On the corner of 57th and 7th Avenue sits the most famous concert hall in the world. No less a figure than when Tchaikovsky led the first performances in 1891. Virtually every major artist has performed there. There is simply no place like it.
The first time I stepped foot in Carnegie Hall was in 1964. I was a student at the Juilliard School and had bought a ticket to what I thought was going to be a performance of music by Benjamin Britten. It turned out that I did not check the date and wound up at a Beethoven recital by Wilhelm Backhaus.
You feel the sense of history upon entering the hall. The horseshoe shape makes it seem larger than life and perhaps it is. In those days, the sound was rich, warm and like velvet. It covered up many sins and in some cases made the musicians sound better than they were. And of course the great ones were made even more astonishing.
I listened to Horowitz, Heifetz, Rubinstein, and Fischer-Dieskau. The orchestras from Chicago, Philadelphia, Cleveland, Berlin and Vienna were regular visitors. Jazz and pop music were also part of the agenda with concerts by Sinatra, Brubeck and Streisand very much on my radar.
In 1965 I stepped onto the stage for the first time. My debut was with the New York Youth Symphony Orchestra and we played a piece by William Schuman. On that occasion I thought the hall must have seated 15,000 people, so overwhelming was the perspective from the podium. The ghosts of the greats haunted the dressing room and it was with a certain amount of fear that I walked to the center of the platform.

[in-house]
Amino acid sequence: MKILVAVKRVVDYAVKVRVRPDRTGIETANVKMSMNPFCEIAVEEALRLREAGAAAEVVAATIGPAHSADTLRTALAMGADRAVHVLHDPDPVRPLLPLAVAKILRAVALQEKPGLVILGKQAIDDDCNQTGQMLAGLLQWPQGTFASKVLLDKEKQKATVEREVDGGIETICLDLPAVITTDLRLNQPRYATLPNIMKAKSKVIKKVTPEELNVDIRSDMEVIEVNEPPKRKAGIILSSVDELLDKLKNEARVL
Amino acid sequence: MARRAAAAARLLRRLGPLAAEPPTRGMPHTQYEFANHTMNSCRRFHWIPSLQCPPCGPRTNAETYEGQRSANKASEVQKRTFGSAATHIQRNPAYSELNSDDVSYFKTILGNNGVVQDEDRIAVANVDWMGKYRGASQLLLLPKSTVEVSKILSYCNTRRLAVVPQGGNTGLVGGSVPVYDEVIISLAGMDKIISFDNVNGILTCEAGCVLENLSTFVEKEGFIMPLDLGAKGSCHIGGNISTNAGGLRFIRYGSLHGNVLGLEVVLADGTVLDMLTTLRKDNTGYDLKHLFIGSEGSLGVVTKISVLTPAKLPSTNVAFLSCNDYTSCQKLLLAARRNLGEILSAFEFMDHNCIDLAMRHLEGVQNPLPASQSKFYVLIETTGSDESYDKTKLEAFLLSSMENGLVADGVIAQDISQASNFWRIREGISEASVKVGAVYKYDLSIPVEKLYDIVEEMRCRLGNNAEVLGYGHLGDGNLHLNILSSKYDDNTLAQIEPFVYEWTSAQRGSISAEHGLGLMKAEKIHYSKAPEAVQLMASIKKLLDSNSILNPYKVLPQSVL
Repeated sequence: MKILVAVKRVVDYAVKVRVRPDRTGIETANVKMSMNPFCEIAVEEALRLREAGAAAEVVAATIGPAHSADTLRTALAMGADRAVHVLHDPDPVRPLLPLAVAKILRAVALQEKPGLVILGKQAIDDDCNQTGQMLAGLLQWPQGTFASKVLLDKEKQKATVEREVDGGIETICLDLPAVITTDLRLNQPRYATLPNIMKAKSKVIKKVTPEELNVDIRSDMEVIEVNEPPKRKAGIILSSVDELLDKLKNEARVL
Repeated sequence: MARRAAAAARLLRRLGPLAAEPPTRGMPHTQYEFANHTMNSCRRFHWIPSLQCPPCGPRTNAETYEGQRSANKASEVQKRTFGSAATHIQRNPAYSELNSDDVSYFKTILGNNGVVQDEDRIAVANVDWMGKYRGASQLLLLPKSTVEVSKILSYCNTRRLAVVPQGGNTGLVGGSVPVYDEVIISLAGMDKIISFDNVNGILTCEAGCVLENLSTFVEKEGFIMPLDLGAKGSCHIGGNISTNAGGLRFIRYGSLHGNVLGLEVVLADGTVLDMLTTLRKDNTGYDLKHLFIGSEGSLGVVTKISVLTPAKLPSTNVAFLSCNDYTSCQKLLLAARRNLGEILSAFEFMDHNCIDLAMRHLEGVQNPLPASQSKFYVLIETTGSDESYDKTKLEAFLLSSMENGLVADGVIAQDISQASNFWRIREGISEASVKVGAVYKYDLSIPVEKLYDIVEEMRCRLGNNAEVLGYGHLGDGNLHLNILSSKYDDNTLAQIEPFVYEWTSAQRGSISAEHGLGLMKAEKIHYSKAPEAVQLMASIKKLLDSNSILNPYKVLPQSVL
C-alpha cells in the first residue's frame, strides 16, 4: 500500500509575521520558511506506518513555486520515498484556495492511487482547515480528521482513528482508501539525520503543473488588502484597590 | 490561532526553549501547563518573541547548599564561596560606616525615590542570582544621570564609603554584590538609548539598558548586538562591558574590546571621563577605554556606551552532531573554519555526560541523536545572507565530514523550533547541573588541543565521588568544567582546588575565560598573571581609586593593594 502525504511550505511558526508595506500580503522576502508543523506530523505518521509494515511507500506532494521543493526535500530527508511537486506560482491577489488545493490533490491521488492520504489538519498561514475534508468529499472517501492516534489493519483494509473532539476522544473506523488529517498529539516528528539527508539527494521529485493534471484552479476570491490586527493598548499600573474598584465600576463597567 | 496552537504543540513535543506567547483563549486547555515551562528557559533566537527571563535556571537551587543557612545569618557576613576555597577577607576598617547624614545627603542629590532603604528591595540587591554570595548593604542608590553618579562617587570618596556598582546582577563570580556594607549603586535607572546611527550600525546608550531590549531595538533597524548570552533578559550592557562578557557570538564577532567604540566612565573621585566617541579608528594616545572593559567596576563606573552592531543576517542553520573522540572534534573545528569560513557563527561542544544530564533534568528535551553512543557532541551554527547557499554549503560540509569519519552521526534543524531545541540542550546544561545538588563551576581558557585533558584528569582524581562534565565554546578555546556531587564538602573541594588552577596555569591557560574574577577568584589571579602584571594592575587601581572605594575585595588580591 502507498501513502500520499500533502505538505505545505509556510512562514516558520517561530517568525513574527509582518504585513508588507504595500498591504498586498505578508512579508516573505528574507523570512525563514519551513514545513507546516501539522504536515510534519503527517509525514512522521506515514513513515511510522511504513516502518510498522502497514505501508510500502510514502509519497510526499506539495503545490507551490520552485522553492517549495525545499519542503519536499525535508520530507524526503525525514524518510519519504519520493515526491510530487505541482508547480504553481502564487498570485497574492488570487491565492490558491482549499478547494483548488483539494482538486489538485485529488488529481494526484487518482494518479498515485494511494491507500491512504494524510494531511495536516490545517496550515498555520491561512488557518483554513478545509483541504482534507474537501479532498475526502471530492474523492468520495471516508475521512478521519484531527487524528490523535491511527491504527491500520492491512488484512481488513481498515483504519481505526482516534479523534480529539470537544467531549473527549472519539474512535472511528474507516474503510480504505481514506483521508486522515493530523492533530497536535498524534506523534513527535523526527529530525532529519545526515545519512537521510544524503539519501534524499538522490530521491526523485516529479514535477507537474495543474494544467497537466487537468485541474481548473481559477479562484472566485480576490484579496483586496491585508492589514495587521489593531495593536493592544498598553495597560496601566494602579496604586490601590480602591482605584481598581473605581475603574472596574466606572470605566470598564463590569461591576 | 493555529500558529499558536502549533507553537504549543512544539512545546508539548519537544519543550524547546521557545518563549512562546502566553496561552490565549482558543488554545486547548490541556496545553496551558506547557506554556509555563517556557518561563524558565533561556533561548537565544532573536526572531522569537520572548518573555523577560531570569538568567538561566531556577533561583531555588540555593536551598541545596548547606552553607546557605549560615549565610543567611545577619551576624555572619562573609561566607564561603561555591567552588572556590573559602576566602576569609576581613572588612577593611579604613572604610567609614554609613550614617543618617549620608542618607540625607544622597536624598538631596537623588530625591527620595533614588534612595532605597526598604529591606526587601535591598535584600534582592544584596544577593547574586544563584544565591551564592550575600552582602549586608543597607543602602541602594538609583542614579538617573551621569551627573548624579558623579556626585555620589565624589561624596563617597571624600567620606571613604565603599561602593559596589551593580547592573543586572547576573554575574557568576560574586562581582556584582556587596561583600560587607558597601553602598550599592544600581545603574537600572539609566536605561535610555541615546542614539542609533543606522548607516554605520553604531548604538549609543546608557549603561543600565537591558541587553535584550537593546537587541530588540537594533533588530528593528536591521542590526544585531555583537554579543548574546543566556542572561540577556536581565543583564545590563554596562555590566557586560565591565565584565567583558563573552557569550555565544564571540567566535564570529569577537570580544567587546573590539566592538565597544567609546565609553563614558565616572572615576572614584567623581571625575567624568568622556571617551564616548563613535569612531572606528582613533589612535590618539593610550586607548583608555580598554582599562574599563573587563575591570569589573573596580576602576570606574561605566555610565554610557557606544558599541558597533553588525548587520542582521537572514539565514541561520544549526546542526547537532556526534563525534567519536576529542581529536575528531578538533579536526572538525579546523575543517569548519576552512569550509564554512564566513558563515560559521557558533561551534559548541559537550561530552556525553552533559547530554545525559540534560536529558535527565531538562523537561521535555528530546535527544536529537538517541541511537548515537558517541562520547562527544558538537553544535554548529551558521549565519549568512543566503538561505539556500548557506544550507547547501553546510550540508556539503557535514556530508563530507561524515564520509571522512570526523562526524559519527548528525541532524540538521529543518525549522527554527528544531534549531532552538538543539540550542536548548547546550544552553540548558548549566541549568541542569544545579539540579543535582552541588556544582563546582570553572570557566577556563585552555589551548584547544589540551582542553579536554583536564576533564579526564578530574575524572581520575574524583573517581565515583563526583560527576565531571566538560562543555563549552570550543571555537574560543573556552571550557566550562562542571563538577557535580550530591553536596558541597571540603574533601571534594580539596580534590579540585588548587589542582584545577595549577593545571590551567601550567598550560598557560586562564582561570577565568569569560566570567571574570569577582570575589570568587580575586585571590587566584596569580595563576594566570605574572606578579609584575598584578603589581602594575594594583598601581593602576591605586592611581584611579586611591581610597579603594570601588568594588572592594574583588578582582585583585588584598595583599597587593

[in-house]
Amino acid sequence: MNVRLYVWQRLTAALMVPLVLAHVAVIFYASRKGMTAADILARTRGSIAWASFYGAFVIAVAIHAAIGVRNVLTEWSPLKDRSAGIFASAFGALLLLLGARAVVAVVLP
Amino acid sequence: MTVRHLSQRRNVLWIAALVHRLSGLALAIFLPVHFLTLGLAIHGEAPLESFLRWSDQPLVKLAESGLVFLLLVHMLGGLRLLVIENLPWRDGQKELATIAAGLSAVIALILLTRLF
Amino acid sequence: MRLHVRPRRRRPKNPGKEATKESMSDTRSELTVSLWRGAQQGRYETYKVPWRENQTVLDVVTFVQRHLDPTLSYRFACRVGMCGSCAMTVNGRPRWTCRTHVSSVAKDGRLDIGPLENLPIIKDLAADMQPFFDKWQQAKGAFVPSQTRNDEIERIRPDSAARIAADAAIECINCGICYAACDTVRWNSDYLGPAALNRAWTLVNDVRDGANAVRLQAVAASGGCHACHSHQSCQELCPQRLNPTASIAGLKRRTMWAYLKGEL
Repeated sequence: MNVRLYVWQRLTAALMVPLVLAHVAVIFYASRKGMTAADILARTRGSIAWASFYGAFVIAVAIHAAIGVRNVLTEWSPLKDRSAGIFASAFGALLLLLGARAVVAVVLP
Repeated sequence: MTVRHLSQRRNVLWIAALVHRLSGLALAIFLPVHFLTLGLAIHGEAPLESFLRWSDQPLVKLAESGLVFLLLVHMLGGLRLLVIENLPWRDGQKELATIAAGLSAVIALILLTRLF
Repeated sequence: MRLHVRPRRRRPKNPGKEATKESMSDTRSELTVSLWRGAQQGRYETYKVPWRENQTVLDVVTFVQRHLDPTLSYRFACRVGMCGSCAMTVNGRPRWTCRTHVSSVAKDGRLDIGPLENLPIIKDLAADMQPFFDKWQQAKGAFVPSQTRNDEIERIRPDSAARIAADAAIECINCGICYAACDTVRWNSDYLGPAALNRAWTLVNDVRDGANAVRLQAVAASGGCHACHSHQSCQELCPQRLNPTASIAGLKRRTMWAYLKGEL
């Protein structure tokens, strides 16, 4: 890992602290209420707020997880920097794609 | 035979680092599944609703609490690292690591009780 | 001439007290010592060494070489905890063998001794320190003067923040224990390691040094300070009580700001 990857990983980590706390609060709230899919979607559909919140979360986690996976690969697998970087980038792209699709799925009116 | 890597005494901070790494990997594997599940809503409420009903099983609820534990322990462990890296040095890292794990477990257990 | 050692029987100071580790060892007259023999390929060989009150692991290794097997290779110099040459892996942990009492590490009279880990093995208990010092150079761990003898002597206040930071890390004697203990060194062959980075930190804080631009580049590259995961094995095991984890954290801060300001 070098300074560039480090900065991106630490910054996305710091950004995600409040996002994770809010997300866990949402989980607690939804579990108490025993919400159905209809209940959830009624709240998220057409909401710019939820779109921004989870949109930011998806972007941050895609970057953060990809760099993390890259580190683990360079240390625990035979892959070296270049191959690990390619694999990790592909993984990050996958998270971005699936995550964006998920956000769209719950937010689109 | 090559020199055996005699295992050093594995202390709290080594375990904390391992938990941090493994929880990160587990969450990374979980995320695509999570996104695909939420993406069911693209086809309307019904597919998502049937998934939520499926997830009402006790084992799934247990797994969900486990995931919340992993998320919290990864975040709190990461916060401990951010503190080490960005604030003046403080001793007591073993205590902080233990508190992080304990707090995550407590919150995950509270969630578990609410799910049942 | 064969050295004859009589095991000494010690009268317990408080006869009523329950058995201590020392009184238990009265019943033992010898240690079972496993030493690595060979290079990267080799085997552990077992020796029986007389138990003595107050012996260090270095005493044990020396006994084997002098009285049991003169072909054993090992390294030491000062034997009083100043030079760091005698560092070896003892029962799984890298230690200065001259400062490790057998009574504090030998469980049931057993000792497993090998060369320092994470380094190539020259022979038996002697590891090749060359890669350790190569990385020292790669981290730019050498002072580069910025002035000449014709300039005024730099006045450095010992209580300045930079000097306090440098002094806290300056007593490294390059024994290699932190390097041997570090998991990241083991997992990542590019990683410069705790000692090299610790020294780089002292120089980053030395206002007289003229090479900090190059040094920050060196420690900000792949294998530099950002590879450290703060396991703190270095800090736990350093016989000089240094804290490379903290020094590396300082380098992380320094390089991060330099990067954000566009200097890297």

A very kind attendant said something that perhaps allayed some of my trepidations. "You know, there have been numerous concerts here, some good and some bad. Just enjoy the moment."
And I did.
Over the years it has been my privilege to lead performances with Saint Louis, the National Symphony, Cleveland Orchestra and so many other wonderful organizations. Now, I will bring my Detroit Symphony to Carnegie, the first time in 17 years for the orchestra. We will perform two concerts, with vastly different repertoire.
Two years ago, the hall started a project that is called, "Spring For Music." The idea was to present a week of programs featuring orchestras that have innovative concepts. The first of ours, on Thursday, May 9, will feature music by Rachmaninov, Weill and Ravel, composers who had to come to grips with creating music in the 20th Century, even though their musical leanings tended to reflect a 19th century ethic.
The second program, on Friday, May 10, will present the four numbered symphonies by Charles Ives, the first time this has ever been done. Over the course of 20 years or so, the composer can be seen as a naïve and somewhat amateur creator, eventually emerging as the most original force in American music. The world premieres of his second and fourth symphonies were given in Carnegie and I was actually in attendance for the latter in 1965.
There will be almost a thousand people coming from Detroit to hear us in New York. Yet another sign of the continued growth of the artistic culture in Motor City. Hopefully we will look and sound distinct, with a musical profile that makes this trip special for our own audience as well as those from New York.
And the answer to the title question? Practice, practice, practice! Oh, and when we leave the hotel we make a left and go two blocks.